Chicago Cubs: Bullpen full of questions as Cubs head into stretch run

CHICAGO, IL - JULY 23: Wade Davis
CHICAGO, IL - JULY 23: Wade Davis /

As the Chicago Cubs head into the stretch run, their pitching, specifically the bullpen remains the biggest issue.

All season long, Chicago Cubs fans worried about the Cubs lack of offense at times throughout the season. But in the end, it boils down to pitching. It’s long been said that pitching wins championships. The Cubs pitching has struggled this year, but with a decent turnaround in the second-half, the focus has shifted to the bullpen.

Like most teams’ bullpens, the Cubs has been a story of ups and downs. From using some position players to shuttling prospects up and down between Triple-A, the Cubs bullpen has been a constant state of flux. Let’s break it down a bit and see who can be trusted and who can’t.

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The Highs

When you think of the Cubs bullpen, one pitcher comes to mind: Wade Davis. Davis has been near perfect for the Cubs this season. Sporting a 2.23 ERA in 48 1/3 innings, Davis is a perfect 29 for  29 in save opportunities. The 29 consecutive saves have set a Cubs franchise record, and he looks poised to finish the season without blowing a single save. While he has given Cubs fans a scare from time to time, he’s been on point in the second half and is easily the most trusted member of the Cubs bullpen.

Pedro Strop has been a staple of the Cubs bullpen for the last several years, and despite some rough outings, he’s been pretty solid throughout the season. Despite a 3.28 ERA this season, Strop has gotten some big outs for the Cubs. He has never finished with an ERA above 3.00 in his Cubs career and is right near that again this season. He gets a lot of heat from Cubs fans when he has rough outings, but he’s very reliable.

Brian Duensing has been a lot more impressive than everyone has thought. In 53 2/3 innings, Duensing has an impressive 2.68 ERA and just 13 walks. He has by far walked the least of pitcher in the Cubs bullpen. He has been mainly a LOOGY type pitcher, but if no one else steps up, he could be pitching full innings.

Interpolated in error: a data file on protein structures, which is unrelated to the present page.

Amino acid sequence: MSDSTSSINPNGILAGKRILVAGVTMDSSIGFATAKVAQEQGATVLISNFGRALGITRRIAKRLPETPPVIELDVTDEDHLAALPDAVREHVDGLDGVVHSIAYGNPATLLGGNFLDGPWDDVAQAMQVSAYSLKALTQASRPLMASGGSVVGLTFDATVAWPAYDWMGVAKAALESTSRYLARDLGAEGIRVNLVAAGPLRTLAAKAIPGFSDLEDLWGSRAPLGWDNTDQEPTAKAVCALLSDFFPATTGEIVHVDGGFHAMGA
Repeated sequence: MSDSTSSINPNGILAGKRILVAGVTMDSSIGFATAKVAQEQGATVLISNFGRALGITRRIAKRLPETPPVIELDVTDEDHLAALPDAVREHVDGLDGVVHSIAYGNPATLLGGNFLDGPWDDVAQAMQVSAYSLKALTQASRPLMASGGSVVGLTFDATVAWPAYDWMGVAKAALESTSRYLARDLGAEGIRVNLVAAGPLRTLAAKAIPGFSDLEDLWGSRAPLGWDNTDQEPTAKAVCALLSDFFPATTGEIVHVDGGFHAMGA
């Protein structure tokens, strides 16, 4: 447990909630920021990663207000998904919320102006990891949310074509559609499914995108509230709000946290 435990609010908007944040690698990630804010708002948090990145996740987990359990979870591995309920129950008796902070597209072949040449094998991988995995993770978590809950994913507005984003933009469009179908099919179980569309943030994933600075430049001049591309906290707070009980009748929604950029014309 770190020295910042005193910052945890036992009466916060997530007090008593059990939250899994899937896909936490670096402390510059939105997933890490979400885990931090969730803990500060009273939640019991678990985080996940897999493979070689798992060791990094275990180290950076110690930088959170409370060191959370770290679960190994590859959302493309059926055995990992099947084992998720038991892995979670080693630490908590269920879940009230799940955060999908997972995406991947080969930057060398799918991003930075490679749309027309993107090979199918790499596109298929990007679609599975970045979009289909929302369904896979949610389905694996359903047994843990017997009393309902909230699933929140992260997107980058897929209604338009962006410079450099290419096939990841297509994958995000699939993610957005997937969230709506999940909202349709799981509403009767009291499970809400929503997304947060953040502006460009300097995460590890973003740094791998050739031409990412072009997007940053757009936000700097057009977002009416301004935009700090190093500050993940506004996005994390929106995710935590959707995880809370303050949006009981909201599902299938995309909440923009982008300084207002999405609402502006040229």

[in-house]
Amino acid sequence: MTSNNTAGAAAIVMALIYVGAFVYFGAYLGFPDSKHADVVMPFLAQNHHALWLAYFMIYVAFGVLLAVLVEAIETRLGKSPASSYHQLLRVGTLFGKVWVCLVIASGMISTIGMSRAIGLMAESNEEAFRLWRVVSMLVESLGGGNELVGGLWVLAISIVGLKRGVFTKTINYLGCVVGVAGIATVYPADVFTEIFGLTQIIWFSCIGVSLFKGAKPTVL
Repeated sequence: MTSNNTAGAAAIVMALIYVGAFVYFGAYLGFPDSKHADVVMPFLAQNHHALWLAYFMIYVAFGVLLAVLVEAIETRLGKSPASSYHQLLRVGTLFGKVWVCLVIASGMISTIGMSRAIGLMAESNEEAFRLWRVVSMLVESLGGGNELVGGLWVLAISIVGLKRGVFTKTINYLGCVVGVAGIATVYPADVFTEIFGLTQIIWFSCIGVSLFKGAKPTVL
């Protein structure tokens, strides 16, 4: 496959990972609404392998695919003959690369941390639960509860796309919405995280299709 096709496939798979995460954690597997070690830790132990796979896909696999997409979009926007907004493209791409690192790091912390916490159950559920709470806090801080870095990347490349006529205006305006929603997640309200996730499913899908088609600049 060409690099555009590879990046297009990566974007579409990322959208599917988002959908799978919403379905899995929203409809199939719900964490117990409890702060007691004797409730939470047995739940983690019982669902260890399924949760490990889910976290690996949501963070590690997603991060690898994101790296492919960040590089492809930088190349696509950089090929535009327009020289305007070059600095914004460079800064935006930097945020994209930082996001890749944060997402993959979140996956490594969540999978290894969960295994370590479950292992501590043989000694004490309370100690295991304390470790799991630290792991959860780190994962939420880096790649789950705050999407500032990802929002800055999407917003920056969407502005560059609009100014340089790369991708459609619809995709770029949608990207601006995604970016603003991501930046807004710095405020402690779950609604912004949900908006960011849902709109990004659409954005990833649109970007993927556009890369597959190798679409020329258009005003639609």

And that’s it. If you break down full seasons of these pitchers, those three pitchers have been the most consistent for the Cubs and will get heavy usage throughout the rest of the season and playoffs.

The Fringe Guys

There’s a couple of guys who you can put on the fringe between the highs and lows. One that stands out the most is Carl Edwards. Edwards is pitching in his first full season as a Cub. He got off to a fantastic start. In 36 1/3 innings pitched, he sported a 2.23 ERA with 52 strikeouts and opponents batted just .123 against him.

The second half has been much different though. Despite holding opponents to a .167 average, Edwards ERA is 5.48 in 21 1/3 innings pitched. His biggest issue is the 16 walks during that time. His 81 strikeouts on the season make him poised to be the first Cub since Carlos Marmol to strikeout over 100 out of the bullpen. However, he’s been very inconsistent, and you just don’t know which Edwards to expect when he comes in.

Koji Uehara has been decent despite being 42 years of age. While his 3.98 ERA isn’t terrible, he’s been used a lot less frequently, and his biggest problem is the long ball. He’s allowed seven home runs in 43 innings but has struck out 50. He’s a valuable asset but hardly someone that you can fully trust to shut the door.

The Lows

Pretty much everyone else falls into this category. Hector Rondon and Justin Grimm have both had very disappointing seasons. Grimm (5.09 ERA) has bounced back and forth between the big league team and the minors. He also spent some time on the DL. While he has put together some good outings, you don’t want him out there with the game on the line.

The same can be said for Rondon. His 4.58 has improved over the last few outings, but he always seems to implode right when he’s been in a good stretch. He’s been very disappointing and is best suited for medium to low leverage situations at this point.

Felix Pena and Justin Wilson have just been plain awful. Pena will not make the playoff roster and even Justin Wilson, who has walked 11 in 11 1/3 innings, is slowly pitching himself out of the playoff picture.

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As you can see, the Cubs bullpen has a few trustworthy guys, but most have been inconsistent. Mike Montgomery will be back in the bullpen for the playoffs and will provide some much-needed support.